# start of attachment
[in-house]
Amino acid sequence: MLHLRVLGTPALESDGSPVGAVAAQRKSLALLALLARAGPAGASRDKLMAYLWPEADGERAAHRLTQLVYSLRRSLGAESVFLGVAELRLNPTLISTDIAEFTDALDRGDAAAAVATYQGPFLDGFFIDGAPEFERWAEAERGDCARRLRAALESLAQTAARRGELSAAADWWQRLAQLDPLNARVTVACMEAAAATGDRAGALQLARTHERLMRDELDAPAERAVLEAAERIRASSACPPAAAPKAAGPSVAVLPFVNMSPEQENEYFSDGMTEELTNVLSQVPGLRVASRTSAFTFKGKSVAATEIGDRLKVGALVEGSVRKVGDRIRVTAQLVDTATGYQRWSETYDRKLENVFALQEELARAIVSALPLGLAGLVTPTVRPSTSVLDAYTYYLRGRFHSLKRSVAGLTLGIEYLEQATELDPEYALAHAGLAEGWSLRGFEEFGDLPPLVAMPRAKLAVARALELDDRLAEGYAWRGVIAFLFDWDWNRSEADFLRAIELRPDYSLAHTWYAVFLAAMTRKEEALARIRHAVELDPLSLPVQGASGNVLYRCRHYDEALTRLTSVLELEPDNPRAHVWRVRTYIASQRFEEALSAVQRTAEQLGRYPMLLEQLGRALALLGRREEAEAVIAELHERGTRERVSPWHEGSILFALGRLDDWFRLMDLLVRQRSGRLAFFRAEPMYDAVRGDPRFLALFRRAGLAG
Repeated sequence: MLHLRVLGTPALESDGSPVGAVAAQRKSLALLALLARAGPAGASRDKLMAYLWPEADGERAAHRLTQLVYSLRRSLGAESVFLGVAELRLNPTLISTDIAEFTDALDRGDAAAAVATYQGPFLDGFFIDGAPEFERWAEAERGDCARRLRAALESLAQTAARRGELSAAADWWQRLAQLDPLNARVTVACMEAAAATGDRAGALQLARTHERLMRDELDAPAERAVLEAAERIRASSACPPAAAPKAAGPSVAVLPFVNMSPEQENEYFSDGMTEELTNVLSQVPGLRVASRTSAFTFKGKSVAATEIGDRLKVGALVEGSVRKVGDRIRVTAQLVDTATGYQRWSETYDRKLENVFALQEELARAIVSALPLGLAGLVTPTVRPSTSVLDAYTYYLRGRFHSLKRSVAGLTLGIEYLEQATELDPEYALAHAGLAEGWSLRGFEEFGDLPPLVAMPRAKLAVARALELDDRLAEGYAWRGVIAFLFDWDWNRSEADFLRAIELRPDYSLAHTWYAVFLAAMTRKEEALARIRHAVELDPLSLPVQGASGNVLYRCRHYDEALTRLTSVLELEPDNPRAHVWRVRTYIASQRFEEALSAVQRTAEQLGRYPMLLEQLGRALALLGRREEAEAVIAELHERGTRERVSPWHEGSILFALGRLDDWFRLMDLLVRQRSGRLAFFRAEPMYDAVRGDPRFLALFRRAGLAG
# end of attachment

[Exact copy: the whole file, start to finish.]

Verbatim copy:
[in-house]
Amino acid sequence: MLHLRVLGTPALESDGSPVGAVAAQRKSLALLALLARAGPAGASRDKLMAYLWPEADGERAAHRLTQLVYSLRRSLGAESVFLGVAELRLNPTLISTDIAEFTDALDRGDAAAAVATYQGPFLDGFFIDGAPEFERWAEAERGDCARRLRAALESLAQTAARRGELSAAADWWQRLAQLDPLNARVTVACMEAAAATGDRAGALQLARTHERLMRDELDAPAERAVLEAAERIRASSACPPAAAPKAAGPSVAVLPFVNMSPEQENEYFSDGMTEELTNVLSQVPGLRVASRTSAFTFKGKSVAATEIGDRLKVGALVEGSVRKVGDRIRVTAQLVDTATGYQRWSETYDRKLENVFALQEELARAIVSALPLGLAGLVTPTVRPSTSVLDAYTYYLRGRFHSLKRSVAGLTLGIEYLEQATELDPEYALAHAGLAEGWSLRGFEEFGDLPPLVAMPRAKLAVARALELDDRLAEGYAWRGVIAFLFDWDWNRSEADFLRAIELRPDYSLAHTWYAVFLAAMTRKEEALARIRHAVELDPLSLPVQGASGNVLYRCRHYDEALTRLTSVLELEPDNPRAHVWRVRTYIASQRFEEALSAVQRTAEQLGRYPMLLEQLGRALALLGRREEAEAVIAELHERGTRERVSPWHEGSILFALGRLDDWFRLMDLLVRQRSGRLAFFRAEPMYDAVRGDPRFLALFRRAGLAG
Repeated sequence: MLHLRVLGTPALESDGSPVGAVAAQRKSLALLALLARAGPAGASRDKLMAYLWPEADGERAAHRLTQLVYSLRRSLGAESVFLGVAELRLNPTLISTDIAEFTDALDRGDAAAAVATYQGPFLDGFFIDGAPEFERWAEAERGDCARRLRAALESLAQTAARRGELSAAADWWQRLAQLDPLNARVTVACMEAAAATGDRAGALQLARTHERLMRDELDAPAERAVLEAAERIRASSACPPAAAPKAAGPSVAVLPFVNMSPEQENEYFSDGMTEELTNVLSQVPGLRVASRTSAFTFKGKSVAATEIGDRLKVGALVEGSVRKVGDRIRVTAQLVDTATGYQRWSETYDRKLENVFALQEELARAIVSALPLGLAGLVTPTVRPSTSVLDAYTYYLRGRFHSLKRSVAGLTLGIEYLEQATELDPEYALAHAGLAEGWSLRGFEEFGDLPPLVAMPRAKLAVARALELDDRLAEGYAWRGVIAFLFDWDWNRSEADFLRAIELRPDYSLAHTWYAVFLAAMTRKEEALARIRHAVELDPLSLPVQGASGNVLYRCRHYDEALTRLTSVLELEPDNPRAHVWRVRTYIASQRFEEALSAVQRTAEQLGRYPMLLEQLGRALALLGRREEAEAVIAELHERGTRERVSPWHEGSILFALGRLDDWFRLMDLLVRQRSGRLAFFRAEPMYDAVRGDPRFLALFRRAGLAG